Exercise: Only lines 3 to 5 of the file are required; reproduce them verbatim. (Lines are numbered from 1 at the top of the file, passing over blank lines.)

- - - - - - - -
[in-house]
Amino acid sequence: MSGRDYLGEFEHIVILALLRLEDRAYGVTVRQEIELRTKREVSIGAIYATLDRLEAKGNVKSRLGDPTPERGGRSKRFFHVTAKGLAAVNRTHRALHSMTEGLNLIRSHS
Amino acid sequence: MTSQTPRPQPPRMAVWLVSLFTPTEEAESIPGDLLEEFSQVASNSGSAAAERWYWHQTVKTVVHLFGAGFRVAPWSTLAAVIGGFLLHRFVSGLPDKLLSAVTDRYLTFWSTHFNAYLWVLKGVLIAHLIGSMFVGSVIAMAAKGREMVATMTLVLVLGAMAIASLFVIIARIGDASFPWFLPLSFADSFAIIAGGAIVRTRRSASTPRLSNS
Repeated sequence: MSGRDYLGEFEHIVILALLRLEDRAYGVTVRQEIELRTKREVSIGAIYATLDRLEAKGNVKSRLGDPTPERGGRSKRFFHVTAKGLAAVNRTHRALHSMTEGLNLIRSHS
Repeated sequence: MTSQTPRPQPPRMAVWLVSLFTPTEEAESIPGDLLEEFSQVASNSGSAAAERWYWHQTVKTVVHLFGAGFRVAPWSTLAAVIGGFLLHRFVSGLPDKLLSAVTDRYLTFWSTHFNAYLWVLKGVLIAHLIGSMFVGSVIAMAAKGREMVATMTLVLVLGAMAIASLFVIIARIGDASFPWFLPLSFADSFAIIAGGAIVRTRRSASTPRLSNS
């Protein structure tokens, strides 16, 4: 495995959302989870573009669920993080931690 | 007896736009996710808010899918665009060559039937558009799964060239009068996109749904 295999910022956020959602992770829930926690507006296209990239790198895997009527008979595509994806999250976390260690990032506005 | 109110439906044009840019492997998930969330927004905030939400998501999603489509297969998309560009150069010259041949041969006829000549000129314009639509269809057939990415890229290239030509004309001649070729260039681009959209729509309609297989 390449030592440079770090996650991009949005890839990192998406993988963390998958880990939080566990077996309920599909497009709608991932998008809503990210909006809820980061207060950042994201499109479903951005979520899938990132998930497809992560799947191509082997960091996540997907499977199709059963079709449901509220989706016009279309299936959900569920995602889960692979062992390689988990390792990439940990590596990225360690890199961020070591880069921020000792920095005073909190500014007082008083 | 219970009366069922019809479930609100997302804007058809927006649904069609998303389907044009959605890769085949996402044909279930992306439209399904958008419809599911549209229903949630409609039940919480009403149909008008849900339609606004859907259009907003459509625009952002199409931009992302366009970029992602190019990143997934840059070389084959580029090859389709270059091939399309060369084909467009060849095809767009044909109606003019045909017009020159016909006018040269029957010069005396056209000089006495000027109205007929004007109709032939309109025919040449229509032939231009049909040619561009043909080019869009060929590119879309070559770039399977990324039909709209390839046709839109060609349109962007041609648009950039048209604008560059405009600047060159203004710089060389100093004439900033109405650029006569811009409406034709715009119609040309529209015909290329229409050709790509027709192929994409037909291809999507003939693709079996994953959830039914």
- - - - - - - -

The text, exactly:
Amino acid sequence: MTSQTPRPQPPRMAVWLVSLFTPTEEAESIPGDLLEEFSQVASNSGSAAAERWYWHQTVKTVVHLFGAGFRVAPWSTLAAVIGGFLLHRFVSGLPDKLLSAVTDRYLTFWSTHFNAYLWVLKGVLIAHLIGSMFVGSVIAMAAKGREMVATMTLVLVLGAMAIASLFVIIARIGDASFPWFLPLSFADSFAIIAGGAIVRTRRSASTPRLSNS
Repeated sequence: MSGRDYLGEFEHIVILALLRLEDRAYGVTVRQEIELRTKREVSIGAIYATLDRLEAKGNVKSRLGDPTPERGGRSKRFFHVTAKGLAAVNRTHRALHSMTEGLNLIRSHS
Repeated sequence: MTSQTPRPQPPRMAVWLVSLFTPTEEAESIPGDLLEEFSQVASNSGSAAAERWYWHQTVKTVVHLFGAGFRVAPWSTLAAVIGGFLLHRFVSGLPDKLLSAVTDRYLTFWSTHFNAYLWVLKGVLIAHLIGSMFVGSVIAMAAKGREMVATMTLVLVLGAMAIASLFVIIARIGDASFPWFLPLSFADSFAIIAGGAIVRTRRSASTPRLSNS